The country’s hope of becoming the shipping hub in the sub-region has been described as a mirage following the high cost of doing business in her ports which has more than doubled since the concession of port terminals in 2006 to private operators. This view was expressed by the executive secretary/chief executive officer of the Nigerian Shippers’ Council (NSC), Captain Adamu Biu, last week as he received in audience members some senators from Abuja. The team comprised members of the Senate Committee on Marine Transport, who came on an oversight visit.
Led by the chairman, Hajia Zainab Kure, the senators, specifically Senator Abubakar Sadiq Yar’Adua had asked for the honest impression of the council on the outcome of the port reform that got over 14,000 Nigerians sacked from daily means of livelihood. He demanded to know if after over six years, the port concession has yielded the dividends as told by proponents. Captain Adamu had responded by acknowledging the fact that the ports had witnessed physical developments in terms of modern equipment with cargo throughput on the rise and turnaround time of ships improved upon. He however regretted that since after the concession, the cost of doing business had more than doubled as the terminal operators, 90 per cent of which was foreigners, continued to slam arbitrary charges on shippers with anybody calling them to order. Consequently, according to the foremost master mariner, in the Dakar-Angola transport corridor, Nigerian ports were the costliest for doing business, resulting in shippers diverting goods destined for the country to neighbouring ports. With this scenario, he lamented the Nigeria-Niger Commission that required Nigeria providing transport corridors for landlocked nations like Chad, Niger, Mali, among others, could not be executed. On the other hand, he revealed, neighbouring Ghana had been offering such service to these landlocked countries thereby creating jobs for the people and earning revenue, which Nigeria was losing. “In all honesty, there has been remarkable improvement in the ports. With the takeover of the terminals by private operators, there have been physical developments in the ports. There have been more modern equipment as against when the Nigerian Ports Authority was in charge. But at what cost, is the issue? I can tell you distinguished senators that the cost of doing business in the ports has more than doubled”, he said.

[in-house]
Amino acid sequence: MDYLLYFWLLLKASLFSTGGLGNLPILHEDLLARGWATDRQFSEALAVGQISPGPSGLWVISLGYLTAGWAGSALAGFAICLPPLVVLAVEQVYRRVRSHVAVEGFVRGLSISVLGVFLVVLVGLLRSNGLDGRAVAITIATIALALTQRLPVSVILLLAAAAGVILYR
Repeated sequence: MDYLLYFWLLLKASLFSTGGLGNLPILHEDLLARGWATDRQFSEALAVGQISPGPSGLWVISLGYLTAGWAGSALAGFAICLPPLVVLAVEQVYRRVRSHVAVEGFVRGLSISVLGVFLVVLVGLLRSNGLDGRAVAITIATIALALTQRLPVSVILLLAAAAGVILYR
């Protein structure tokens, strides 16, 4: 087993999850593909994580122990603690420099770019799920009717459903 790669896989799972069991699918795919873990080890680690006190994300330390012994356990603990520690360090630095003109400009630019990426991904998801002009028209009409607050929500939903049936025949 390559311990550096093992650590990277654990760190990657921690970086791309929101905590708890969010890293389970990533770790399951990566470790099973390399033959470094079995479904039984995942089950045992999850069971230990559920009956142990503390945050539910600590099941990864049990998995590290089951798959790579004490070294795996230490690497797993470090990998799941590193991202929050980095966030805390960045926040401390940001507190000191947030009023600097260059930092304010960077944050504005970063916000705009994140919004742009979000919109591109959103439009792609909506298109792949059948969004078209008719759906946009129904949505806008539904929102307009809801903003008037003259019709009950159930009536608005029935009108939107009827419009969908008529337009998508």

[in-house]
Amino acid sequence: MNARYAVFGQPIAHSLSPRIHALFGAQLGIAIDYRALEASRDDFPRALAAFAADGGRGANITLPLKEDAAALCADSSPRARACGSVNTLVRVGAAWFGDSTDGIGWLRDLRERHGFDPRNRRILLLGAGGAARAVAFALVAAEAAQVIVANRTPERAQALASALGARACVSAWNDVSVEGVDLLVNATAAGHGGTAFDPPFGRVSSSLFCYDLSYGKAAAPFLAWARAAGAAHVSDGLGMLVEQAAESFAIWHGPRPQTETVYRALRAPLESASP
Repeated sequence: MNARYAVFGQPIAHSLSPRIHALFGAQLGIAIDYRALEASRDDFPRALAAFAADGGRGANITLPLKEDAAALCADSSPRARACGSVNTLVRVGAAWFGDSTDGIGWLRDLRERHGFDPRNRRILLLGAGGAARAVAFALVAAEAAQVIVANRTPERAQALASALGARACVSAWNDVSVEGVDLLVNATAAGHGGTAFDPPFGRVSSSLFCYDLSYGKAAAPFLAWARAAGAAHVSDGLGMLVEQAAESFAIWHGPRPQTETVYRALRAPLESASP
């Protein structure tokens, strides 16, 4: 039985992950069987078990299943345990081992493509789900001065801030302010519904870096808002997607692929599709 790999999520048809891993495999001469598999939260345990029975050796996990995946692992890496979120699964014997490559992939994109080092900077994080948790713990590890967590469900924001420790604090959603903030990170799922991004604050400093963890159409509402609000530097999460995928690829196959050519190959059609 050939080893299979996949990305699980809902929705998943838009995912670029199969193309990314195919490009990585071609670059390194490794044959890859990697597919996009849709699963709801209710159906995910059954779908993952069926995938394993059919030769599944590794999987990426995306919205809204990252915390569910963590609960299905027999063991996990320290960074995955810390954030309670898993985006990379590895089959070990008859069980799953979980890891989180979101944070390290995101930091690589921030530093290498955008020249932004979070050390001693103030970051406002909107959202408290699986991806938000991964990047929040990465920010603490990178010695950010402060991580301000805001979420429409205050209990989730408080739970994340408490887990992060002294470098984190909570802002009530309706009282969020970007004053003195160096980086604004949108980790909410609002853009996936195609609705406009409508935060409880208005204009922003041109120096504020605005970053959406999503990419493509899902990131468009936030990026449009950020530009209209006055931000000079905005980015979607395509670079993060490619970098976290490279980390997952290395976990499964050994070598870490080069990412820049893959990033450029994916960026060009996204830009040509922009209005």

He pointed out that the terminal operators, though indigenous firms, were 90 per cent more of foreign interest and 10 per cent Nigerian, were business people out to make profit and as a result always slammed arbitrary charges on shippers. Captain Biu informed his guests that due to such recent increase, some freight forwarders had been on protest march and cited the piqueting of the NSC headquarters by the aggrieved agents that morning. “This morning, some freight forwarders, who got wind of your visitation, were here to protest recent increase in charges by some terminal operators. The charges are increased without consultation and there is nobody to regulate them”, he disclosed.